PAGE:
Health Laws – Abortion: the government’s campaign

Although measures have already been introduced in the Health bill aiming to facilitate even more abortion, the government has still launched a campaign to further promote abortion.

The Health bill proposal is still being examined and debated in the Senate, before the general vote planned for October 6, 2015. The diverging provisions between MP’s and senators will be submitted to a joint committee in the coming weeks.

Several amendments for abortion which had been voted on by MP’S, without genuine debate or research on their impact, were then dismissed by the Senate Social Affairs Commission last July. The Senators reintroduced them during the public session examining the bill, notably:

  • eliminating the week’s delay for abortion (article 17 bis)
  • giving the ability to health centers to practice surgical abortions (article 16 bis)
  • enabling midwives to practice medication abortion (article 31).

During the debate, the co-reporter for Senate Social Affairs, Alain Milon, had yet pointed out “that it is indispensible that the practice of abortions continues to be performed, throughout each step of the intervention, by a doctor and under his responsibility.” specifying that this extension of competences “is not unanimous among mid-wives”. However, it was decided not to include the practice of medication abortions in the initial training program for mid-wives.

The senators removed article 38, dedicated to the regional health project, the provision which had been inserted by the MP’s concerning access to abortion. This amendment requested the Regional Health Agencies to create action plans for access to abortion, notably by including the abortion activity in the contracts of means and objectives which link the Regional Health Agencies to the health establishments; in other words, to establish objectives in the number of abortions to be performed per hospital or per clinic.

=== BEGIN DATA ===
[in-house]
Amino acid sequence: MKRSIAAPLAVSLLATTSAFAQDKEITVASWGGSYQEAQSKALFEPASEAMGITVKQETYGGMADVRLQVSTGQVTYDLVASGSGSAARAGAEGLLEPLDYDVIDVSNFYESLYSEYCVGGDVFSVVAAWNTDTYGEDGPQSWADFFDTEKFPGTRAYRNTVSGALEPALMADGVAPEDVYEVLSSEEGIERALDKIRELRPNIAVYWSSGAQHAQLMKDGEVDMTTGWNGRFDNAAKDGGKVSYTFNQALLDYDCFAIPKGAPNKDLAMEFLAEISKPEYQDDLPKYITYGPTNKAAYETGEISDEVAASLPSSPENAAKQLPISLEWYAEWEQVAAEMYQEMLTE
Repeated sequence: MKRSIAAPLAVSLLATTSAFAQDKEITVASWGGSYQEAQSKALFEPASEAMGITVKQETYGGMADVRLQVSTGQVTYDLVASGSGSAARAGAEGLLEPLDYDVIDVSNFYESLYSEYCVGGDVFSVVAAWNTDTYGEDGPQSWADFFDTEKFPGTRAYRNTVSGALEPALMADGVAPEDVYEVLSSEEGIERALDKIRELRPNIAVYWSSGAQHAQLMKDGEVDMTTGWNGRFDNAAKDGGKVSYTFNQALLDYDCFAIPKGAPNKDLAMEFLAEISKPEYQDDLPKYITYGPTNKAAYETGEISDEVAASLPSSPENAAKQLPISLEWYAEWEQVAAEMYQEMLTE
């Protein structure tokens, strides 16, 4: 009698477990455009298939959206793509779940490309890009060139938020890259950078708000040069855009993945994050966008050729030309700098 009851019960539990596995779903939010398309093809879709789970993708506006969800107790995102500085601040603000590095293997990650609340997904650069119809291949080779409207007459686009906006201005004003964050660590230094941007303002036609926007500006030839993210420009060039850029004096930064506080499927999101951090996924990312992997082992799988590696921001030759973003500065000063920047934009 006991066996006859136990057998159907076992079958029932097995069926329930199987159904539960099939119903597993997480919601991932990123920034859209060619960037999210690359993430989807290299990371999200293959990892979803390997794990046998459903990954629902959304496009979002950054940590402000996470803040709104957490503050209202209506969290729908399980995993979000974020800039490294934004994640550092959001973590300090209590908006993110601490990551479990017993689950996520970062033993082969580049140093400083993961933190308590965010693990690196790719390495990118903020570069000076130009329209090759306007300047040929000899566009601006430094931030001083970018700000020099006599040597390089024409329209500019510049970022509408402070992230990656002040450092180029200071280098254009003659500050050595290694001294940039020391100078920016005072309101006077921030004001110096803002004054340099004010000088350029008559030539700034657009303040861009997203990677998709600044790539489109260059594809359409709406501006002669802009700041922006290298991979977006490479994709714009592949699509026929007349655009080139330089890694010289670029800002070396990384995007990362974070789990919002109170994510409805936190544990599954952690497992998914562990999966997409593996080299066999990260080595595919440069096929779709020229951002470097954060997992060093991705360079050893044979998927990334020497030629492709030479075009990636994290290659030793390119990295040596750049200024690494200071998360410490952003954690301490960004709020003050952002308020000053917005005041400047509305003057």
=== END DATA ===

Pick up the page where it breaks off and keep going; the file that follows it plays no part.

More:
These new provisions were debated while simultaneously the Health Minister, Marisol Touraine launched a national campaign “of information regarding abortion and a woman’s right to decide about her own body”, titled “My body, my choice, my right”. Largely present on social networks and in the media, this campaign announced the creation of a free national information number which would be anonymous for those seeking information about abortion. But there were no announcements regarding the prevention of abortion.

Among the worrisome reactions of such trivialization, we note that of the French Bishop’s Conference: “Abortion is not the answer to the necessity of educating”. Denouncing the slogan’s campaign’s suggesting “an individualistic approach to the drama of abortion” it reaffirms “an urgent need not to consider abortion as an anecdote, but as a serious act which implicates and often profoundly and permanently marks those concerned: the women, but also the men and the families”. They also remind of the “existence of numerous organizations dedicated to information, reception and support for those who face the question of abortion, as well as those who have experienced abortion.”

Alliance VITA has already expressed its opinion several times on this subject (1) explaining that reinforcing the idea that abortion is trivial does nothing to help women who know very well that the life of a human being is at stake. The claim to a “right to abortion” promoted by the public authorities prevent us from looking objectively at the reality of abortion, to speak about what women experience, and the consequences that affect certain women’s lives in a deep and sometimes permanent manner. The slogan “It’s my choice” condemns many to secret tears. Alliance VITA reminds us of the urgency to have a genuine prevention policy. Helping women with unplanned or difficult pregnancies is essential if abortions are not to be inevitable.

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